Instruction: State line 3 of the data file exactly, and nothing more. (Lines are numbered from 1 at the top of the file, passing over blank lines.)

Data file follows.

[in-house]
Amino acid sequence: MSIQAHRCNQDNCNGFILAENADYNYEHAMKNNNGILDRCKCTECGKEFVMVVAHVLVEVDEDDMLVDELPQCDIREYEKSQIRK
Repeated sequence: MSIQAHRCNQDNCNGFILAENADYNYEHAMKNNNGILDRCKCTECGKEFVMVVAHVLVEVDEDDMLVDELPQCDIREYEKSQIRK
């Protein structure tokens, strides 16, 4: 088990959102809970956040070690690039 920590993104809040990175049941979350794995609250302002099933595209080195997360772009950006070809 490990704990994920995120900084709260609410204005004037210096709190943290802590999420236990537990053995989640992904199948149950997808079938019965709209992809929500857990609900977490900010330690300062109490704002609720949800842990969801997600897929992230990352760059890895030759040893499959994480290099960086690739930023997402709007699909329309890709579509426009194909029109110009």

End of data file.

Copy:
Repeated sequence: MSIQAHRCNQDNCNGFILAENADYNYEHAMKNNNGILDRCKCTECGKEFVMVVAHVLVEVDEDDMLVDELPQCDIREYEKSQIRK